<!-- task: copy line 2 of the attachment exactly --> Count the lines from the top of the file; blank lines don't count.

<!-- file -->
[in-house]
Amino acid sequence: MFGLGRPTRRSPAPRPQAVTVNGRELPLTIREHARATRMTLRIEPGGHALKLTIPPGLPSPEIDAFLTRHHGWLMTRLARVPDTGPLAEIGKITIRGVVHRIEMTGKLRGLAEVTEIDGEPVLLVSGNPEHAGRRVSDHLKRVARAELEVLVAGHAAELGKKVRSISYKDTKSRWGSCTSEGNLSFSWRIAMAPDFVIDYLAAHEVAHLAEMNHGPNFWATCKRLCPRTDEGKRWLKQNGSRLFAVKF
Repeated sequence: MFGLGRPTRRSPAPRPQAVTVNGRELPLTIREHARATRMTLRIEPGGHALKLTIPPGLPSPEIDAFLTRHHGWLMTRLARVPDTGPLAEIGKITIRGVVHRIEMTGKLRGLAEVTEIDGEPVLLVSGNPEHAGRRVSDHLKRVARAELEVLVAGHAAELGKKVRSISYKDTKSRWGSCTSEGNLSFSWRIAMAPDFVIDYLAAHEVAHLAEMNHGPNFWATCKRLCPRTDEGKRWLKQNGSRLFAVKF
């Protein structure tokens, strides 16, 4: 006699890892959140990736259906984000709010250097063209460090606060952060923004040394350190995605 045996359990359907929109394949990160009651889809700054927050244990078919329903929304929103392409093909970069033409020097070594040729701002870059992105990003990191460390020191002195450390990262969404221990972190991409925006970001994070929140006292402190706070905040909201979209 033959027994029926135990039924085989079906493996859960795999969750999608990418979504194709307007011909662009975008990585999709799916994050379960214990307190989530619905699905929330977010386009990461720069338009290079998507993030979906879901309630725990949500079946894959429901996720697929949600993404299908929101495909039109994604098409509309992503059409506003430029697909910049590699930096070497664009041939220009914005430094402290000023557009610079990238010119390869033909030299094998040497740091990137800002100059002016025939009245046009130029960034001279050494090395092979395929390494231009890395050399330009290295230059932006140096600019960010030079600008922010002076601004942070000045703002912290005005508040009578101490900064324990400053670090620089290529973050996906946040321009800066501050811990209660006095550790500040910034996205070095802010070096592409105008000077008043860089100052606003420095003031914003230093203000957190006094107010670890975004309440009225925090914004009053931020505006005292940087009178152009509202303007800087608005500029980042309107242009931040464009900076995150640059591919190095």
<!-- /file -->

Amino acid sequence: MFGLGRPTRRSPAPRPQAVTVNGRELPLTIREHARATRMTLRIEPGGHALKLTIPPGLPSPEIDAFLTRHHGWLMTRLARVPDTGPLAEIGKITIRGVVHRIEMTGKLRGLAEVTEIDGEPVLLVSGNPEHAGRRVSDHLKRVARAELEVLVAGHAAELGKKVRSISYKDTKSRWGSCTSEGNLSFSWRIAMAPDFVIDYLAAHEVAHLAEMNHGPNFWATCKRLCPRTDEGKRWLKQNGSRLFAVKF